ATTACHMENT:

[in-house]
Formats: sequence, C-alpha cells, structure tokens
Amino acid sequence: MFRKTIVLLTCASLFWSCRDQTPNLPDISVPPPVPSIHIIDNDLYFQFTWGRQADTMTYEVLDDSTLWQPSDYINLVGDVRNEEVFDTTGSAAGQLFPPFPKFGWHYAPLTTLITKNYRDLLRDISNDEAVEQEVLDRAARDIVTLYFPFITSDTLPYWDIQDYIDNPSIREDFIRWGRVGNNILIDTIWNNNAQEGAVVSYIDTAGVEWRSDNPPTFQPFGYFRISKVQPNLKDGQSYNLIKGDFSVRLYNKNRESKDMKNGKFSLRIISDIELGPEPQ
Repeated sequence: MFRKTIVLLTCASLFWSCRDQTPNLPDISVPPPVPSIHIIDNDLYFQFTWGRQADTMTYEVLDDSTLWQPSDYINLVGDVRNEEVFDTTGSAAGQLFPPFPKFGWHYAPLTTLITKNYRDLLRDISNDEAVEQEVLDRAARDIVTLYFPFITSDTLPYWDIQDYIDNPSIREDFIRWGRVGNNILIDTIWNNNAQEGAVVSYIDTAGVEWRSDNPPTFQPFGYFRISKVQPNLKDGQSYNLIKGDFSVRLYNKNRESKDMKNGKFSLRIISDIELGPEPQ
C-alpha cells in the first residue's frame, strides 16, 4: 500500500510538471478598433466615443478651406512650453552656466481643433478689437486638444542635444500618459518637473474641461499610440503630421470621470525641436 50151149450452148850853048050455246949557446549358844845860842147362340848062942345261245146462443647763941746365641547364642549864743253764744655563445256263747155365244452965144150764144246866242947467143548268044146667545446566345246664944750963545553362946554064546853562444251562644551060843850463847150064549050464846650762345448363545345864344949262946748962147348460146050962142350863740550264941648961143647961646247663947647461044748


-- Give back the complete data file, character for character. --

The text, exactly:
[in-house]
Formats: sequence, C-alpha cells, structure tokens
Amino acid sequence: MFRKTIVLLTCASLFWSCRDQTPNLPDISVPPPVPSIHIIDNDLYFQFTWGRQADTMTYEVLDDSTLWQPSDYINLVGDVRNEEVFDTTGSAAGQLFPPFPKFGWHYAPLTTLITKNYRDLLRDISNDEAVEQEVLDRAARDIVTLYFPFITSDTLPYWDIQDYIDNPSIREDFIRWGRVGNNILIDTIWNNNAQEGAVVSYIDTAGVEWRSDNPPTFQPFGYFRISKVQPNLKDGQSYNLIKGDFSVRLYNKNRESKDMKNGKFSLRIISDIELGPEPQ
Repeated sequence: MFRKTIVLLTCASLFWSCRDQTPNLPDISVPPPVPSIHIIDNDLYFQFTWGRQADTMTYEVLDDSTLWQPSDYINLVGDVRNEEVFDTTGSAAGQLFPPFPKFGWHYAPLTTLITKNYRDLLRDISNDEAVEQEVLDRAARDIVTLYFPFITSDTLPYWDIQDYIDNPSIREDFIRWGRVGNNILIDTIWNNNAQEGAVVSYIDTAGVEWRSDNPPTFQPFGYFRISKVQPNLKDGQSYNLIKGDFSVRLYNKNRESKDMKNGKFSLRIISDIELGPEPQ
C-alpha cells in the first residue's frame, strides 16, 4: 500500500510538471478598433466615443478651406512650453552656466481643433478689437486638444542635444500618459518637473474641461499610440503630421470621470525641436 50151149450452148850853048050455246949557446549358844845860842147362340848062942345261245146462443647763941746365641547364642549864743253764744655563445256263747155365244452965144150764144246866242947467143548268044146667545446566345246664944750963545553362946554064546853562444251562644551060843850463847150064549050464846650762345448363545345864344949262946748962147348460146050962142350863740550264941648961143647961646247663947647461044748